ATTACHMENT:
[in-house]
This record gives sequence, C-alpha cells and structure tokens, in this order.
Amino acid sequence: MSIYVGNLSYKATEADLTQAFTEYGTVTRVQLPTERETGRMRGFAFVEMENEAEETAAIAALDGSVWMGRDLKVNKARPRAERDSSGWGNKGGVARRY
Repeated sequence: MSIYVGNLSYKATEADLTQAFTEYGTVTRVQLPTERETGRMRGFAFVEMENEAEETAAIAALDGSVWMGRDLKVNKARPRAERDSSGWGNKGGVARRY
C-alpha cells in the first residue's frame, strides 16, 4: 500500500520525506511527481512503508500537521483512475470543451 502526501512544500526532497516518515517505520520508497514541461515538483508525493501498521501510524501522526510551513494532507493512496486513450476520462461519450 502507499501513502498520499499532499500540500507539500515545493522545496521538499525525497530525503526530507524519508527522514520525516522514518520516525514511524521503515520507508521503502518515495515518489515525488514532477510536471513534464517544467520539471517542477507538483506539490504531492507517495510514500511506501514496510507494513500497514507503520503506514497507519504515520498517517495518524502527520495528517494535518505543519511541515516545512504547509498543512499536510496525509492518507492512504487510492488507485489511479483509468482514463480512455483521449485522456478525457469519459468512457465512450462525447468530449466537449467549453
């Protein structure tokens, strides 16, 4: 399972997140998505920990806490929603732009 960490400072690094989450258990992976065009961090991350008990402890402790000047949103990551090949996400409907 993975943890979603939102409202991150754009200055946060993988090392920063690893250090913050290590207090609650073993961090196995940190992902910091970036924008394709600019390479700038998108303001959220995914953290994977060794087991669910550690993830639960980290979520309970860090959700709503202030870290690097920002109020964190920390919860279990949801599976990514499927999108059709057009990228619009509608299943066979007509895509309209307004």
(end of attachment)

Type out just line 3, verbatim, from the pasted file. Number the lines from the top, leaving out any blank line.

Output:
Amino acid sequence: MSIYVGNLSYKATEADLTQAFTEYGTVTRVQLPTERETGRMRGFAFVEMENEAEETAAIAALDGSVWMGRDLKVNKARPRAERDSSGWGNKGGVARRY